The perils of home renovation and building are legend. Every job estimate seems to double in the end for both cost and time; endless delays and surprise, money-sucking mistakes prove that. Then there are the surly contractors, the mixed-up lumber order, the mistaken measurements -- in short, anything that can go wrong probably will.
So it can be tempting to have the final say in a project. To be the one who hires the right people, inspects the materials personally, checks and double-checks figures and costs, and -- perhaps most importantly -- both makes the rules of the project and enforces them. If that appeals to you, than you might be considering acting as your own general contractor. But should you?
First off, let's establish what the responsibilities of a general contractor on a construction job are by first explaining what a GC doesn't do. He isn't the one hammering the nails in or installing the plumbing. In general, a general contractor doesn't actually work on the house; she coordinates the work of all the other subcontractors needed to finish the project. (In Britain they're referred to as main contractors; you also might see prime contractor, which refers to government hires.) Carpenters, roofing professionals, plumbers and so on are all subcontractors, hired to complete one specific part of a project.
The GC is a go-between, in many ways. Generally, this person helps facilitate the relationship and communicate the vision among an architect, a client and the contractors. That includes a variety of duties: hiring subcontractors, ordering materials and supplies, pulling the correct permits, scheduling each part of the process and even bookkeeping.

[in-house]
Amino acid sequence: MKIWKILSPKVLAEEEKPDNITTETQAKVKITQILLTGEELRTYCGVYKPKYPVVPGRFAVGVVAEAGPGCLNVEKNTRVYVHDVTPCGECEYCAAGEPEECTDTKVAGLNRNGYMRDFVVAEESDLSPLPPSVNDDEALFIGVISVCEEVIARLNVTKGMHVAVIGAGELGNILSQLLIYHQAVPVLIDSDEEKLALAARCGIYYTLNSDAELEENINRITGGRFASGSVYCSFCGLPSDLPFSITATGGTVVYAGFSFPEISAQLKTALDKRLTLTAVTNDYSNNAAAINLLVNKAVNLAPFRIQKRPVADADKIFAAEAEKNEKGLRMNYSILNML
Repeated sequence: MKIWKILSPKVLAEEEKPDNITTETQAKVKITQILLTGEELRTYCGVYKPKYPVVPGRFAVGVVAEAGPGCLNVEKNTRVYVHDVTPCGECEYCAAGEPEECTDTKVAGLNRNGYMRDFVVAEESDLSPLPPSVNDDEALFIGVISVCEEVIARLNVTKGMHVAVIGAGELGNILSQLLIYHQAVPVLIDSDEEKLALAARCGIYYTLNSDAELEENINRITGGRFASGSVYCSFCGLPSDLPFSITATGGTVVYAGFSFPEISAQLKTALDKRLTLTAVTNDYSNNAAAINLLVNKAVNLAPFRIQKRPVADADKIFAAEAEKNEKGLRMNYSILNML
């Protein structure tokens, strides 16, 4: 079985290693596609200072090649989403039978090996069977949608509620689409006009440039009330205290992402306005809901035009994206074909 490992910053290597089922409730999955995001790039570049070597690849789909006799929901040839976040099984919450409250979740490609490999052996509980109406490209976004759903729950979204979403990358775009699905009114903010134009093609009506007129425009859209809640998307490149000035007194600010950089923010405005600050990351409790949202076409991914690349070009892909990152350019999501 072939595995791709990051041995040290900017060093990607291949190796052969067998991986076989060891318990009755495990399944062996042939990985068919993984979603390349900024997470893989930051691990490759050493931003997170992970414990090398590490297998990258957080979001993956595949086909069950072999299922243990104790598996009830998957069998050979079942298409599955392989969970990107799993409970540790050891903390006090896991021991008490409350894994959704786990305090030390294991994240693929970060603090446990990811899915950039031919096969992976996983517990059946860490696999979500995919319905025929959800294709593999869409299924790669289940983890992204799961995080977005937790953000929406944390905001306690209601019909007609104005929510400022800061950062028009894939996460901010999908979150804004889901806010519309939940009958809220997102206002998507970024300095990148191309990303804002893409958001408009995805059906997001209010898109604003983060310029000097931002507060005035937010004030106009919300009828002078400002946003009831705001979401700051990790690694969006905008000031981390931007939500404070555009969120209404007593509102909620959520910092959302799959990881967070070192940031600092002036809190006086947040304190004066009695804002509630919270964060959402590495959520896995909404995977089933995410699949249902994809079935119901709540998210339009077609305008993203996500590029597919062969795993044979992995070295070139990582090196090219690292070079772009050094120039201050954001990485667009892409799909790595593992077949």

If you're pondering acting as your own GC on a project, first consider scope. Are we talking building a new home or just a mid-sized bathroom remodel? Remember that the more moving parts you have in a job, the more you'll have to keep track of.
Next, are you taking out a loan for the project? Some banks might be leery of granting large-scale credit if they know that no professional GC is going to be watching over the process.
Most importantly, be honest about your own experience. While you might have a keen interest in construction or remodeling, that doesn't a professional make. Part of being a GC involves having some pretty specific knowledge of several trades; knowing a lot about carpentry doesn't help much when you're overseeing roofing or negotiating a contract for an electrician.
In the next few pages, we'll weigh the pros and cons of promoting yourself to general contractor.
Reasons to Take Control
Now that we know a few things that fall under a general contractor's jurisdiction, let's consider why being your own GC might be appealing.
The biggest reason to do it? Money, of course. GCs are expensive; they're trying to run a business, after all, and that means making a profit. Adding a certain percentage onto labor and materials costs will help them do that. (The numbers vary, of course, but anywhere from 10 to 30 percent is commonly cited.) So acting as your own GC keeps that percentage where you probably want it: firmly in your pocket.
Another cost savings, depending on your experience, is that you might find a place to eliminate a subcontractor or two. Instead of a GC hiring a plumber to install a toilet and a tiler to decorate around your new vanity, you can just go ahead and tackle those jobs -- and any others that you think you can handle -- yourself.
You don't necessarily have to know the ins and outs of every trade to be a GC; having time-management, organizational and cost-savings skills can also be useful. Of course, that doesn't mean having some detailed background or knowledge of the trades that will be employed on your project isn't a good idea.